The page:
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FROM THE MOYERS FILES: Bill Moyers talks with Imam Zaid Shakir on NOW with Bill Moyers, January 18, 2002.

MOYERS: With us now is Imam Zaid Shakir. He lives in New Haven, Connecticut, where he's the spiritual leader of his mosque, and where Yale University lists him as a spiritual resource for students.

He travels widely and has become a national and forceful voice for the Islamic faith in this country.

Listen to what he said to the Islamic Society of North America a couple of years ago.

EXCERPT OF SHAKIR ON TAPE: One of the miraculous things associated with Islam is that this civilizational genus in Islam can manifest itself anywhere. And we can make this Islam manifest itself right here in the United States of America so that when people look back in history, they can talk about the Islamic civilization of America.


You recognize that man?

ZAID SHAKIR: Yeah, I do.

MOYERS: You were born in Berkeley, California, grew up in Michigan, Georgia, Connecticut...


MOYERS: Served four and a half years in the United States Army.


MOYERS: Air Force.

Became a Muslim in 1977.

MOYERS: It was a very good year.

MOYERS: What led you to accept Islam as your faith?

ZAID SHAKIR: Well, I grew up, as you mentioned, in Georgia, Atlanta, and Connecticut. We were in public housing projects. And growing up in those environments, there are a lot of good things, a lot of wholesome things. But you see a lot of negative things.

And as I matured towards the end of high school — 12th grade, specifically — I began to think about how we could possibly change these things.

And as I began to study religion — I was a Baptist so I studied Christianity, I studied eastern religions.

And I was a Communist for a brief period of time, and I felt that a Communist revolution would bring about change. But I eventually was led back to belief in God, and that rediscovery of God led me to examine religion more closely. And that examination culminated with my becoming a Muslim.

MOYERS: What was it about Islam that in particular said, this is the way I want to go?

ZAID SHAKIR: I think it was the structured nature of worship in Islam, as Islam has a set of moral teachings, Islam has an ethical code. But it also has a day-to-day program for living your life from sun up to sun down in terms of prayers, in terms of certain devotions. And a person who's looking for religion, this is the first way that usually religion impresses itself on a person.

MOYERS: When you heard that the terrorists on 9/11 did their violence in the name of Allah, did you feel betrayed?

ZAID SHAKIR: I didn't feel betrayed because I don't think that anyone who understands Islam could do such a thing in the name of Allah. Islam doesn't encourage nor endorse indiscriminate, insane murder.

MOYERS: Have you ever felt any divided loyalties between your faith in Allah and your values as an American?


I think that I definitely have gone through a phase of very strong Anti-American sentiment, but I think it was more dissent as opposed to a desire to bring harm to anyone or encourage harming anyone.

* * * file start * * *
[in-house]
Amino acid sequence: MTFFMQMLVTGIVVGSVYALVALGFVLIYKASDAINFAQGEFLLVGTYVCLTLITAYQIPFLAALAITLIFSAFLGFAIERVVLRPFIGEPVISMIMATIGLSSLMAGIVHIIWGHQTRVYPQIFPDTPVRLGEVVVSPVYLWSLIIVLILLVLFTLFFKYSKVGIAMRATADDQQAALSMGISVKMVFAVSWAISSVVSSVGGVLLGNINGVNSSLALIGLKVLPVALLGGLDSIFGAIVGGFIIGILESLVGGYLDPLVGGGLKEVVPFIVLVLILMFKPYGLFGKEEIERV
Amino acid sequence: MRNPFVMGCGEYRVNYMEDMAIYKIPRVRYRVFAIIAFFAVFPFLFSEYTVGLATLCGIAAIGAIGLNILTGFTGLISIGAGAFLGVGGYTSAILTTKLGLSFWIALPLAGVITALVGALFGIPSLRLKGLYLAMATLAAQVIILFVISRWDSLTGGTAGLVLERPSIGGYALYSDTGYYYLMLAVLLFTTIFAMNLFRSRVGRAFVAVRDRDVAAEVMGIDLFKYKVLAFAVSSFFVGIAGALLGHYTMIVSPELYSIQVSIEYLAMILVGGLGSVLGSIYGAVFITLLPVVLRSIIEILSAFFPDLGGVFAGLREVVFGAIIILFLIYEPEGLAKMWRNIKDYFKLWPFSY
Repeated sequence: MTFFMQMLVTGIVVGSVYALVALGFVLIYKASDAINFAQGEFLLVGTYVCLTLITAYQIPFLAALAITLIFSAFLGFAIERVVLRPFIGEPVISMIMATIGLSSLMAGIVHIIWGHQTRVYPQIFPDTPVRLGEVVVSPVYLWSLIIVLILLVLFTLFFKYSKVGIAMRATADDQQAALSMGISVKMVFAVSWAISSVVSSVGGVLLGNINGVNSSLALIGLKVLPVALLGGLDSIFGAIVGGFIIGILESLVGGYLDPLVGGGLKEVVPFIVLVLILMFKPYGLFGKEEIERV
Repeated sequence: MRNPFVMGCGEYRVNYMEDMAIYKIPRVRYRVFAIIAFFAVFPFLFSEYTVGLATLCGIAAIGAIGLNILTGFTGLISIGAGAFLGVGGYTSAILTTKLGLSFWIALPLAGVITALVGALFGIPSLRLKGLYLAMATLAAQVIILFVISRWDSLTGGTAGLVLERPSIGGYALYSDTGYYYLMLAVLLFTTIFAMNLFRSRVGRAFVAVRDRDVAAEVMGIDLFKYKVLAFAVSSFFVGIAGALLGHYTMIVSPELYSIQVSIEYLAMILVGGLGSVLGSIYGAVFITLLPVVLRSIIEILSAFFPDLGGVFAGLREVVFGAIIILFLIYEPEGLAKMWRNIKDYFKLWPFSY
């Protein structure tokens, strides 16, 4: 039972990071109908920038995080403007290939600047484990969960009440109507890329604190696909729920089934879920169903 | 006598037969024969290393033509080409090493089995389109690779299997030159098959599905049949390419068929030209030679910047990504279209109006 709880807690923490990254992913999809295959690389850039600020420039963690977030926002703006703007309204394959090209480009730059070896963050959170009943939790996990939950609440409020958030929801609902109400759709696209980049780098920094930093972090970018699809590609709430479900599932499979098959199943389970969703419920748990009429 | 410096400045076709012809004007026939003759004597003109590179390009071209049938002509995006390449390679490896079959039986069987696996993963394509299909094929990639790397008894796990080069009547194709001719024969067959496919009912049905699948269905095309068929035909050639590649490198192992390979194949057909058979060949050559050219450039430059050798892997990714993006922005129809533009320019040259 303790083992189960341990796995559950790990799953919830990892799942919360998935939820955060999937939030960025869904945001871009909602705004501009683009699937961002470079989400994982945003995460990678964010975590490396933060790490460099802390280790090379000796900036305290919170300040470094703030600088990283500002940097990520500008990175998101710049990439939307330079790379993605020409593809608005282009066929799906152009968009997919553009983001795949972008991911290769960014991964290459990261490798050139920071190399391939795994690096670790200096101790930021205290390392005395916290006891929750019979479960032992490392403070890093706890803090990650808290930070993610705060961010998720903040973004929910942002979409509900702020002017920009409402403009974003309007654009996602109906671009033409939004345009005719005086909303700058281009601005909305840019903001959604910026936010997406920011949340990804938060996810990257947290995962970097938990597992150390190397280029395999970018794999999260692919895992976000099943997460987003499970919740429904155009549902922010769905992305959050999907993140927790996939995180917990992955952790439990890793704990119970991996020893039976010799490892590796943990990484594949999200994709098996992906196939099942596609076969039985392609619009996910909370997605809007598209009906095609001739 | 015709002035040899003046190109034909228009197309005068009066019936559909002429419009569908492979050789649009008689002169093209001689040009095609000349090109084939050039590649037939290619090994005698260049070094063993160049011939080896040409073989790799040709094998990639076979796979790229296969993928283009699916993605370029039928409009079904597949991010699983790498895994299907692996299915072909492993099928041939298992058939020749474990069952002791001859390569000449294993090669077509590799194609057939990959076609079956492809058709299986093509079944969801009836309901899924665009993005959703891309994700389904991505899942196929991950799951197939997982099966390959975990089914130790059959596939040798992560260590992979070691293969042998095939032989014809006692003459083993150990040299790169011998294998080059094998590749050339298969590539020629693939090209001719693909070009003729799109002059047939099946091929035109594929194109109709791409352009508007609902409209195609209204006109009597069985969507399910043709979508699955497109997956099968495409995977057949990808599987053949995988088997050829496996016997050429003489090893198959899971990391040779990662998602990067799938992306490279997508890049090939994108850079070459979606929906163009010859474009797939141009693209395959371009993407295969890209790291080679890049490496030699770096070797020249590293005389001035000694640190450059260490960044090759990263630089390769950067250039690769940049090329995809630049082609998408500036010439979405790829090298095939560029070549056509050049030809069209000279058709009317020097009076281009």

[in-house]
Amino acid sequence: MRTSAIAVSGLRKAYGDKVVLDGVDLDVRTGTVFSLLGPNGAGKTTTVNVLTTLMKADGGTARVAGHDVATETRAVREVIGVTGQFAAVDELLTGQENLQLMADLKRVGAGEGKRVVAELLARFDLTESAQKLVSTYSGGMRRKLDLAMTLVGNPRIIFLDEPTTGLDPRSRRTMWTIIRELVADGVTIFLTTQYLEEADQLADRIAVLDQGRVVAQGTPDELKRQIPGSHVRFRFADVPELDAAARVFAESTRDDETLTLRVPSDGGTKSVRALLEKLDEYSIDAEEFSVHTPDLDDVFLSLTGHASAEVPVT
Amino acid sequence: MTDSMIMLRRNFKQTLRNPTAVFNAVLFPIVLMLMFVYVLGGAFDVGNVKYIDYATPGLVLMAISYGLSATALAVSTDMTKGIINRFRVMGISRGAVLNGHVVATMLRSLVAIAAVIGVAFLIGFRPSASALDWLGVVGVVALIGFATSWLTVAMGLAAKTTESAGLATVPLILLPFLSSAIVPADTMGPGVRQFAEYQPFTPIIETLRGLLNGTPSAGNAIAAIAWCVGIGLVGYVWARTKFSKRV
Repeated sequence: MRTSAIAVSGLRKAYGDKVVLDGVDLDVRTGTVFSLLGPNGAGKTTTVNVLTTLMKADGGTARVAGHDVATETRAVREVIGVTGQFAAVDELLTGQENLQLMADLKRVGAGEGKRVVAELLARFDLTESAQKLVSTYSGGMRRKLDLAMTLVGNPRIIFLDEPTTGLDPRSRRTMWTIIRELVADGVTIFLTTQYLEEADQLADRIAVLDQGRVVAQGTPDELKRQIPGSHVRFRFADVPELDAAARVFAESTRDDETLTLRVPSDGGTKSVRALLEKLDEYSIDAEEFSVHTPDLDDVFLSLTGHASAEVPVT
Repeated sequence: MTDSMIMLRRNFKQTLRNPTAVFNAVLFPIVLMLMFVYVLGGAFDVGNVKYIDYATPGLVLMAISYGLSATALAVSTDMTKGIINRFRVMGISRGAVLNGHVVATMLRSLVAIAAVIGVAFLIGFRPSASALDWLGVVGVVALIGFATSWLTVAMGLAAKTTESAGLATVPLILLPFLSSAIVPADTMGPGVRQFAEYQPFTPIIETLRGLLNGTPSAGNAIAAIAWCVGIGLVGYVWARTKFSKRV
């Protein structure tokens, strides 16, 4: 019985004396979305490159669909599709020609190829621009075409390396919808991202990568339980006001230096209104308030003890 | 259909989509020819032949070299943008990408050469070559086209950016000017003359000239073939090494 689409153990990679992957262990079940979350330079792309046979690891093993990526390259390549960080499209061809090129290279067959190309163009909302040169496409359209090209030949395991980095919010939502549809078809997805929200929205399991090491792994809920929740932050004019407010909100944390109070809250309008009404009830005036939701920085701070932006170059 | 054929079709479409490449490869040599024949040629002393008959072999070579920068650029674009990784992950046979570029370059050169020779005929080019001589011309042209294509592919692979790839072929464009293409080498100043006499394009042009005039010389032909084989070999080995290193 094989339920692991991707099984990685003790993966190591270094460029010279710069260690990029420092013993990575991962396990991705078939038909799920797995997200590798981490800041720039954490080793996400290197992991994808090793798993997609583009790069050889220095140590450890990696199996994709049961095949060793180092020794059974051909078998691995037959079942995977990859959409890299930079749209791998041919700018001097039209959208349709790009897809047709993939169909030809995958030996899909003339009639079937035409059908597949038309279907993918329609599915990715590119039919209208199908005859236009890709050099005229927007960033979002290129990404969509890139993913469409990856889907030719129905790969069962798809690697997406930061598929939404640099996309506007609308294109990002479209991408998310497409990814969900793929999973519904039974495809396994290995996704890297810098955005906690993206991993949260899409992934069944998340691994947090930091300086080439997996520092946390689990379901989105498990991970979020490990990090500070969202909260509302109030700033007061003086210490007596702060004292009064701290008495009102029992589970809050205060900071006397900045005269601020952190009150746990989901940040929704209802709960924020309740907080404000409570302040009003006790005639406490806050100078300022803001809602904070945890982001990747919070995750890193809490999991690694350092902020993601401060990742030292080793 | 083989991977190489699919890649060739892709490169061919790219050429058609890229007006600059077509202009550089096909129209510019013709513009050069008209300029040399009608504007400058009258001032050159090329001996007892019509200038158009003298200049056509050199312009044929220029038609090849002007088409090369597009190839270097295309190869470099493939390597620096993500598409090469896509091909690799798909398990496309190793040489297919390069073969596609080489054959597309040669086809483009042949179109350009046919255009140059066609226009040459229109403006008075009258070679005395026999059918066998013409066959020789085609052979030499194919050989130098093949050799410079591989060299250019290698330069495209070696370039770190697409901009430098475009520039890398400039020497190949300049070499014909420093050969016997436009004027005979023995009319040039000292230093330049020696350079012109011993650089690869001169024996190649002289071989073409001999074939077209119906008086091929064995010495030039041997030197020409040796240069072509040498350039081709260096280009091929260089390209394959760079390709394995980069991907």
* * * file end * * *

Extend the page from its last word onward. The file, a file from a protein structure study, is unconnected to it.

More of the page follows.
There's no divided loyalty because a lot of core... The core values of Islam are very much compatible with the core values that this country was founded on and the values which continue, even if at a philosophical or idealistic level, to inform what it means to be an American.

MOYERS: Do you resent that question?

ZAID SHAKIR: No, not at all.

I mean, what's happened, a lot of things that have happened in the aftermath, they're valid. Searches at the airport are valid.

When I go to the airport and only my shoes are being checked, that's a valid thing. I can't object to that, and I have to understand it. If I failed to understand it, I think I would be quite ignorant.

MOYERS: You do understand that people are scared because the terrorists use their religion as a call to martyrdom?

And people are saying, "How do I know that the young man down the street, the young men down the street, the people in your mosque, are... Wouldn't do the same thing if called several years from now to repeat that terrorism?" You understand that.

ZAID SHAKIR: I can understand it to a point, but I think that we really... Human beings are more complex than that, that indeed in any religious faith you have extremists, you have fanatics, you have people that are outright nuts. And Muslims, as Muslims, we haven't cornered the market on these categories of human beings. I think the fact that Islam is largely unknown sort of creates a bit of apprehension.

MOYERS: Well, what do you say, Imam, to people who do fear that extremists are hiding in plain sight?

ZAID SHAKIR: I would say that... Look at history.

We've been in this country as Muslims, even before the country a few. And during the slavery period, and some areas of this country, upwards of 50% of the slave population was Muslim off the coast of Carolina and the Mississippi Delta area, upwards to 30% of the slaves were Muslims.

A random African American who chooses to trace his roots, Alex Haley, ends up in a Muslim village in West Africa.

So Muslims have been here in this country. So Muslims have been here for a long time, and we haven't been involved in the sort of thing that happened September 11.

So Muslims have been in this country, we haven't been involved in this sort of thing, despite the fact that indeed some of us — I put myself on the list — at times have involved in... been involved in very provocative rhetoric.

MOYERS: You say in one of your essays, "Allah tells us in unambiguous terms, fight them on until there is no more."

Now, before you answer that, let me say, I grew up singing "Onward Christian soldiers, marching as to war, with the cross of Jesus, going on before."

I mean, that's a pretty militant hymn.

You say, "fight them on until there's no more." Is that just a metaphor?

ZAID SHAKIR: This is a general instruction for those people or groups of people, particularly in the time of the prophet, he was told, "I've been sent to fight the people until they testify that there's no God but Allah and Mohammed is the messenger."